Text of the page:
Fitness, Nutrition

Time to Add Some Salt

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Soccer at the highest level can be very physically demanding.  Over the course of a 90-minute game, top level players can run up to 15 kilometres, including 2000-3000 metres at high intensity.  All that running has another important effect on players – it causes them to sweat.  A lot.  More, in fact, over a 2-hour time period than most healthy adults will sweat over the course of several days.  Recent research has shown that top level professional players can lose up to 5 grams (5000 Mg’s) of sodium during a regular 90-minute game in hot temperatures.  Sweat is the body’s mechanism for preserving its core temperature.  When we sweat, we are getting rid of excess heat in the form of water, while at the same time, also losing large amounts of one other important nutrient – sodium.  Sodium is an electrolyte – a form of salt – that is used by the body for muscle contraction, as well as other functions.  When sodium levels in the body get too low, proper muscle function becomes impossible, and there can be a serious risk of several different dangerous side effects, including seizures, coma, and even death.  Soccer players can be at risk of low sodium levels, based on the aforementioned large amounts of sodium they can lose through sweat when playing in the heat.

Now that you are sufficiently scared about the consequences of low sodium levels in soccer, here is the good news: most sports drinks, including Gatorade and Powerade, contain sodium.  Consumption of sports drinks during soccer games played in the heat, when a lot of sweating occurs, is thus a useful and recommended practice for soccer players.   The only problem with conventional sports drinks is this: most contain only 250 Mg’s of sodium in a standard sized 500-750Ml bottle.  As a result, players who sweat a lot in the heat (losing up to 5000 Mg’s of sodium) would need to consume an inordinate amount (16-20 bottles) of Gaotrade or Powerade in order to replenish all the sodium they lose.  So what’s the solution to this problem?  Simply add salt to your sports drink if it’s hot outside.  Salt, or sodium chloride, contains a high and concentrated dose of sodium, which is just what the body needs when playing soccer (and sweating) in the heat.  The exact amount of salt needed will vary greatly from person to person.  Start by making sure you consume 1 bottle (500-750Ml) of sports drink over the course of a 90-minute game whenever temperatures exceed 25 degrees Celcius.  The best way to determine exactly how much salt you need is to weigh yourself before and after a game.  If you lose less than 1 kilogram (2.2 pounds) you will not need to consume more than 1 bottle of sports drink, and water.  If you lose more than 1 kilogram, it is likely that you are dehydrated, and would need to supplement your sports drink with a bit of extra salt/sodium.  A good guideline would be to start with a small amount (200-300 Mg’s).  Add this amount of salt to your sports drink, and see if the weight loss goes to under 1 kilogram.  If not, try adding another 200-300 Mg’s for the next game, and continue supplementing at this rate until you find the amount that works for you.  Once you find the right amount of salt/sodium, you should notice a significant improvement in performance and reduction in fatigue.  Always remember to drink as much water as possible in hot temperatures, regardless of how much sports drink you consume.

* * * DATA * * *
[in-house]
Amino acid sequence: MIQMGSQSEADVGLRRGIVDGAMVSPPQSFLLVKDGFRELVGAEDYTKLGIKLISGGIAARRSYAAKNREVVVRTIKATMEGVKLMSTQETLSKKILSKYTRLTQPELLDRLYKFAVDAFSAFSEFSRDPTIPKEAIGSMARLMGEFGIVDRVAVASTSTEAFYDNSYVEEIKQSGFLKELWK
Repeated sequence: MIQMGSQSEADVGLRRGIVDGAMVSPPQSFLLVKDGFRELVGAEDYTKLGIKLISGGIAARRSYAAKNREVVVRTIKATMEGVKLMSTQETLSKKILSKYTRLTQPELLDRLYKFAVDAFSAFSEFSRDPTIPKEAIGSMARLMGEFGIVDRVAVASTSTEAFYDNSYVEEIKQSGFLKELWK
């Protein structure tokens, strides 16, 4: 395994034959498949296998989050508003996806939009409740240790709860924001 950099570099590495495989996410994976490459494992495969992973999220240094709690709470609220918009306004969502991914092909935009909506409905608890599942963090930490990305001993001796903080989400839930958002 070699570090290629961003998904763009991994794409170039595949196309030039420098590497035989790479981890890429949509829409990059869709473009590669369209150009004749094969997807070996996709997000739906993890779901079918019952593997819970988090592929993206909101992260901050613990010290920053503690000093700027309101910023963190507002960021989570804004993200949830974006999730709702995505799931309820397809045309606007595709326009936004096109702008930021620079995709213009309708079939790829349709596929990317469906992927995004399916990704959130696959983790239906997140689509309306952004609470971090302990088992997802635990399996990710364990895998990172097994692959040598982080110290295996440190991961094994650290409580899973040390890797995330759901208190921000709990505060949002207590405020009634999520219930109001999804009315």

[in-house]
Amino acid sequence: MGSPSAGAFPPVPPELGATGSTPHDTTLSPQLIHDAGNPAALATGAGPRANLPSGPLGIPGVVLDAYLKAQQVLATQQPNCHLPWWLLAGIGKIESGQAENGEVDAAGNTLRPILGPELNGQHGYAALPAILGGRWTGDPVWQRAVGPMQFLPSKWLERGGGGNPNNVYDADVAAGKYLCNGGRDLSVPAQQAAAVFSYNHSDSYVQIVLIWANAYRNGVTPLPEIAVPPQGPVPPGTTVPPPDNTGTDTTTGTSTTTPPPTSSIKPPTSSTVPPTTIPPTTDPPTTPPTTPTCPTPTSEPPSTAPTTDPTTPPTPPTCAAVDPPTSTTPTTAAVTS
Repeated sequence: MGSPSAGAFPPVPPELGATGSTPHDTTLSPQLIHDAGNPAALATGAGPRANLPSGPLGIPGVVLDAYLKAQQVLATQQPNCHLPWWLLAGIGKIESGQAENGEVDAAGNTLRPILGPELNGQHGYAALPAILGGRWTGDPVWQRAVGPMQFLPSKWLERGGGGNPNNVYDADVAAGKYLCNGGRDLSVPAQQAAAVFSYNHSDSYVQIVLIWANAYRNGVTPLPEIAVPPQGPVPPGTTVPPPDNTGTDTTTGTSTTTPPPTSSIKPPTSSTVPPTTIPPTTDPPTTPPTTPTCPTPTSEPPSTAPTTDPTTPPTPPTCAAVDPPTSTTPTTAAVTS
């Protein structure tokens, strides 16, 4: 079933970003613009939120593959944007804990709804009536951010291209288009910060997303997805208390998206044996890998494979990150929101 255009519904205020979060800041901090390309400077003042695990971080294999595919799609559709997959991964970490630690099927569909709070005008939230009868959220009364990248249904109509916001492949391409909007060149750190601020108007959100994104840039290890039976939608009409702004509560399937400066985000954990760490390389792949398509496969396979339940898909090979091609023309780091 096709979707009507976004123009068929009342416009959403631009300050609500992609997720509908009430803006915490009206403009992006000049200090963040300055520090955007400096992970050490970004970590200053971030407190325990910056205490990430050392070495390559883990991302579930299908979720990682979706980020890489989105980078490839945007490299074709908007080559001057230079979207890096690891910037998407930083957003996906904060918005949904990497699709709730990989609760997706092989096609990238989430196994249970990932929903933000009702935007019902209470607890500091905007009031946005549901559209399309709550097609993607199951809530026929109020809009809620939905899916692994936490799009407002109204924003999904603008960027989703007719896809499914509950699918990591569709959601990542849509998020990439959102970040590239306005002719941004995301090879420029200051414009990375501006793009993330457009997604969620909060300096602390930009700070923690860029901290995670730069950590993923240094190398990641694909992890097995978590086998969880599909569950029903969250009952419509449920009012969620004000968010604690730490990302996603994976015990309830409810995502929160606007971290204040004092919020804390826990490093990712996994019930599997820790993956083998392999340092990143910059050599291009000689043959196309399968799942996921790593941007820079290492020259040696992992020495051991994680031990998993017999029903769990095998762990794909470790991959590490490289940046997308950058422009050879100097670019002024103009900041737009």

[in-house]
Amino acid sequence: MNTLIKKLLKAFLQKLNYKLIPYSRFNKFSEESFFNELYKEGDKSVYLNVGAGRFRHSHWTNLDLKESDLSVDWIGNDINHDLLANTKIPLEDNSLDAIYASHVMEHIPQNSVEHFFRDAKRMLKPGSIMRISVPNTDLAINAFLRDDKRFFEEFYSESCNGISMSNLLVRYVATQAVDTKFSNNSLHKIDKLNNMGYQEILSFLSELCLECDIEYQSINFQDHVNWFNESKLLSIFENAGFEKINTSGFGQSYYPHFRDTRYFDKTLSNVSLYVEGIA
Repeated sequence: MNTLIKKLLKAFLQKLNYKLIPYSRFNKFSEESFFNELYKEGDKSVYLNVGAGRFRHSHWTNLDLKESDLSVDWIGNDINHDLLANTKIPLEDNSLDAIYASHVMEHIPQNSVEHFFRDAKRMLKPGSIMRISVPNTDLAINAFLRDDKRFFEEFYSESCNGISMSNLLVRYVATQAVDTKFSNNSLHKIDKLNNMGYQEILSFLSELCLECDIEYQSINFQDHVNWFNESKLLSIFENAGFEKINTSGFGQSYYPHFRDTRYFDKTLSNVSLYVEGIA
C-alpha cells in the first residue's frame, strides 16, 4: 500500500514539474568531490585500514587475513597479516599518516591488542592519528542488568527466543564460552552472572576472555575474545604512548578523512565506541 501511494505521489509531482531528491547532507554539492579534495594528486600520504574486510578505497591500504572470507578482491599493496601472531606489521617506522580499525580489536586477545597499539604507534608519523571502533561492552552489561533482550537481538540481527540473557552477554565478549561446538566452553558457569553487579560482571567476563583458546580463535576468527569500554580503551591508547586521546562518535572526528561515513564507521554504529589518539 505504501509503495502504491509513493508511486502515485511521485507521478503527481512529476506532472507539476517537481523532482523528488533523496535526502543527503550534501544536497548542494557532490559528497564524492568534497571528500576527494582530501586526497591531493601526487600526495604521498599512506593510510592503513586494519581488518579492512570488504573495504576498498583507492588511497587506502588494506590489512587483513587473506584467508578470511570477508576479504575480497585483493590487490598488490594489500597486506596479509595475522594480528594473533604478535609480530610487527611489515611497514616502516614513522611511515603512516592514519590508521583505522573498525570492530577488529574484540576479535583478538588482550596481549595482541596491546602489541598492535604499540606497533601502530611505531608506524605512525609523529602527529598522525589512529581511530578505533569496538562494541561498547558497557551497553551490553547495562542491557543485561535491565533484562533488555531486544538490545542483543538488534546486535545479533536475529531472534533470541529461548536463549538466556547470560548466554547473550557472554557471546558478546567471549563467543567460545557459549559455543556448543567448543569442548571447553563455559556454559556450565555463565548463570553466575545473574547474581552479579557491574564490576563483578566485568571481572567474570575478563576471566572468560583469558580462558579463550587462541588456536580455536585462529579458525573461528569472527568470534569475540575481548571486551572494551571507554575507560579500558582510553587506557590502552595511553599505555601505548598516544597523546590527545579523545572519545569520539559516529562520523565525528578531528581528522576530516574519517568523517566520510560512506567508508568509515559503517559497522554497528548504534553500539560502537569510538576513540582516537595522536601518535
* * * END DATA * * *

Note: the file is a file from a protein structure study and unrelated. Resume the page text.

I’d love to hear your thoughts on this subject.  Drop me a line here to get the conversation started.     

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